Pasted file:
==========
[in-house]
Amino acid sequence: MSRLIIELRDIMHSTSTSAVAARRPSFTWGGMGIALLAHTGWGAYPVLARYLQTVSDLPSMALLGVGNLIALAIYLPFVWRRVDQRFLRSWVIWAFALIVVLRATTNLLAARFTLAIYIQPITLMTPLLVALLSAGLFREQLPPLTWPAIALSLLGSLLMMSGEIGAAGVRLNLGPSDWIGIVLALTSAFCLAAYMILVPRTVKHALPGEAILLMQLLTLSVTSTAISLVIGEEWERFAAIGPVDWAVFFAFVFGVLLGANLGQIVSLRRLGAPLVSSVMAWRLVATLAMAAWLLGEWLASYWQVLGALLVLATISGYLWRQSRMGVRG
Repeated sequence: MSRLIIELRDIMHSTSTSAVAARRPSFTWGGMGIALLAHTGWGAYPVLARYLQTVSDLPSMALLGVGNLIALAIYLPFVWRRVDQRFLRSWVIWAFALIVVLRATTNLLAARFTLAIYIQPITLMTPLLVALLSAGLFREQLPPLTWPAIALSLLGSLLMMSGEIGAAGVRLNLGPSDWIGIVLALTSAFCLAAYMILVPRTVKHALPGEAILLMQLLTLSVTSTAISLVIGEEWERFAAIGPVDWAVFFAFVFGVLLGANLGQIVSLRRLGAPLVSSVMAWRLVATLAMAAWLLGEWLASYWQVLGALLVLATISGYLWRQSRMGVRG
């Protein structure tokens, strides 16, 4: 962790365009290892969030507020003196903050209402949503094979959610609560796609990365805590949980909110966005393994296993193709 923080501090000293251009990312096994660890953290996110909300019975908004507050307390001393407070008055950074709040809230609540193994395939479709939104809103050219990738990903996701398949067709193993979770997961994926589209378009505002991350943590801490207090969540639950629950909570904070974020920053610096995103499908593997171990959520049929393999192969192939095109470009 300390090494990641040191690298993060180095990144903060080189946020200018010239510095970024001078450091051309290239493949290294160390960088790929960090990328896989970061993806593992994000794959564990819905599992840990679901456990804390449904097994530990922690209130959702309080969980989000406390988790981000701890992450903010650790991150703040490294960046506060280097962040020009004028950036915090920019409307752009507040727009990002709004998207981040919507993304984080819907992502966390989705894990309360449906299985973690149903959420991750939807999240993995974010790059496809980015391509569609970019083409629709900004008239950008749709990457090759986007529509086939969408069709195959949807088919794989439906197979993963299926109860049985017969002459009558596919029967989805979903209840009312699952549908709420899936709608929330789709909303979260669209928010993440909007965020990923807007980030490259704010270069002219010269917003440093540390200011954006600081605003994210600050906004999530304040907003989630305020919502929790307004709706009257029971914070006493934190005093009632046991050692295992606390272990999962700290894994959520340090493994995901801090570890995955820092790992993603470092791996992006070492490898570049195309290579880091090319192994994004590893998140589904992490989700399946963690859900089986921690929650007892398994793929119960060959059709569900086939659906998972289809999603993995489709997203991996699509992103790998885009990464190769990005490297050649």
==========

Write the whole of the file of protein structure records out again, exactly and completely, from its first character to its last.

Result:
[in-house]
Amino acid sequence: MSRLIIELRDIMHSTSTSAVAARRPSFTWGGMGIALLAHTGWGAYPVLARYLQTVSDLPSMALLGVGNLIALAIYLPFVWRRVDQRFLRSWVIWAFALIVVLRATTNLLAARFTLAIYIQPITLMTPLLVALLSAGLFREQLPPLTWPAIALSLLGSLLMMSGEIGAAGVRLNLGPSDWIGIVLALTSAFCLAAYMILVPRTVKHALPGEAILLMQLLTLSVTSTAISLVIGEEWERFAAIGPVDWAVFFAFVFGVLLGANLGQIVSLRRLGAPLVSSVMAWRLVATLAMAAWLLGEWLASYWQVLGALLVLATISGYLWRQSRMGVRG
Repeated sequence: MSRLIIELRDIMHSTSTSAVAARRPSFTWGGMGIALLAHTGWGAYPVLARYLQTVSDLPSMALLGVGNLIALAIYLPFVWRRVDQRFLRSWVIWAFALIVVLRATTNLLAARFTLAIYIQPITLMTPLLVALLSAGLFREQLPPLTWPAIALSLLGSLLMMSGEIGAAGVRLNLGPSDWIGIVLALTSAFCLAAYMILVPRTVKHALPGEAILLMQLLTLSVTSTAISLVIGEEWERFAAIGPVDWAVFFAFVFGVLLGANLGQIVSLRRLGAPLVSSVMAWRLVATLAMAAWLLGEWLASYWQVLGALLVLATISGYLWRQSRMGVRG
């Protein structure tokens, strides 16, 4: 962790365009290892969030507020003196903050209402949503094979959610609560796609990365805590949980909110966005393994296993193709 923080501090000293251009990312096994660890953290996110909300019975908004507050307390001393407070008055950074709040809230609540193994395939479709939104809103050219990738990903996701398949067709193993979770997961994926589209378009505002991350943590801490207090969540639950629950909570904070974020920053610096995103499908593997171990959520049929393999192969192939095109470009 300390090494990641040191690298993060180095990144903060080189946020200018010239510095970024001078450091051309290239493949290294160390960088790929960090990328896989970061993806593992994000794959564990819905599992840990679901456990804390449904097994530990922690209130959702309080969980989000406390988790981000701890992450903010650790991150703040490294960046506060280097962040020009004028950036915090920019409307752009507040727009990002709004998207981040919507993304984080819907992502966390989705894990309360449906299985973690149903959420991750939807999240993995974010790059496809980015391509569609970019083409629709900004008239950008749709990457090759986007529509086939969408069709195959949807088919794989439906197979993963299926109860049985017969002459009558596919029967989805979903209840009312699952549908709420899936709608929330789709909303979260669209928010993440909007965020990923807007980030490259704010270069002219010269917003440093540390200011954006600081605003994210600050906004999530304040907003989630305020919502929790307004709706009257029971914070006493934190005093009632046991050692295992606390272990999962700290894994959520340090493994995901801090570890995955820092790992993603470092791996992006070492490898570049195309290579880091090319192994994004590893998140589904992490989700399946963690859900089986921690929650007892398994793929119960060959059709569900086939659906998972289809999603993995489709997203991996699509992103790998885009990464190769990005490297050649």